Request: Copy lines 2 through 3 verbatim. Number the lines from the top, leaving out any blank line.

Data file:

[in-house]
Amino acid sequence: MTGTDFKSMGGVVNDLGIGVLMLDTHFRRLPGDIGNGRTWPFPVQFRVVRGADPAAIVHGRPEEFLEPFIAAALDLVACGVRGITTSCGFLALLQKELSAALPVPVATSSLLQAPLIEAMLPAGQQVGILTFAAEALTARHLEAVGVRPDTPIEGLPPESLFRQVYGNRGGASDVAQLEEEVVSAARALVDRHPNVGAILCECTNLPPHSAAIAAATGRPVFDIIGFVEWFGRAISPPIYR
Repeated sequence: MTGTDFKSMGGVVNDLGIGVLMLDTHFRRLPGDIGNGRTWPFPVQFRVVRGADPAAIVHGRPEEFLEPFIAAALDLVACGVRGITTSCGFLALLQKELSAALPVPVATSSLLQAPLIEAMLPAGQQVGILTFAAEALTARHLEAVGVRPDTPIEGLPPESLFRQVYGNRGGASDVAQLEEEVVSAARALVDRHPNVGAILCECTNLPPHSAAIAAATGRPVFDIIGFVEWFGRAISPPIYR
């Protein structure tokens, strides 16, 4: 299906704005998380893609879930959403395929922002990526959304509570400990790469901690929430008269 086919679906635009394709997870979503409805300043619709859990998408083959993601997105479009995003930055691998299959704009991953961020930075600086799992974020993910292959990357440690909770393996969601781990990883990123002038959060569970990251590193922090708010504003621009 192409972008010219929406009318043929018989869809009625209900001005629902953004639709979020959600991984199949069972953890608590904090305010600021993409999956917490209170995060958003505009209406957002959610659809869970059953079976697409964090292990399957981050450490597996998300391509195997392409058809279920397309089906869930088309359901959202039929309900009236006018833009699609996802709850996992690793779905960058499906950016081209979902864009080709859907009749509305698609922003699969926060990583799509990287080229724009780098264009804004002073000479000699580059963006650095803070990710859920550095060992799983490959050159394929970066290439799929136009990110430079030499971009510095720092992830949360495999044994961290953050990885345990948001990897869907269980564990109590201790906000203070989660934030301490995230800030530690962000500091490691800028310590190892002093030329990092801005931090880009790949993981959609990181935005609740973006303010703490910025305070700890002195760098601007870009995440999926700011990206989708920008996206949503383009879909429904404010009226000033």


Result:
Amino acid sequence: MTGTDFKSMGGVVNDLGIGVLMLDTHFRRLPGDIGNGRTWPFPVQFRVVRGADPAAIVHGRPEEFLEPFIAAALDLVACGVRGITTSCGFLALLQKELSAALPVPVATSSLLQAPLIEAMLPAGQQVGILTFAAEALTARHLEAVGVRPDTPIEGLPPESLFRQVYGNRGGASDVAQLEEEVVSAARALVDRHPNVGAILCECTNLPPHSAAIAAATGRPVFDIIGFVEWFGRAISPPIYR
Repeated sequence: MTGTDFKSMGGVVNDLGIGVLMLDTHFRRLPGDIGNGRTWPFPVQFRVVRGADPAAIVHGRPEEFLEPFIAAALDLVACGVRGITTSCGFLALLQKELSAALPVPVATSSLLQAPLIEAMLPAGQQVGILTFAAEALTARHLEAVGVRPDTPIEGLPPESLFRQVYGNRGGASDVAQLEEEVVSAARALVDRHPNVGAILCECTNLPPHSAAIAAATGRPVFDIIGFVEWFGRAISPPIYR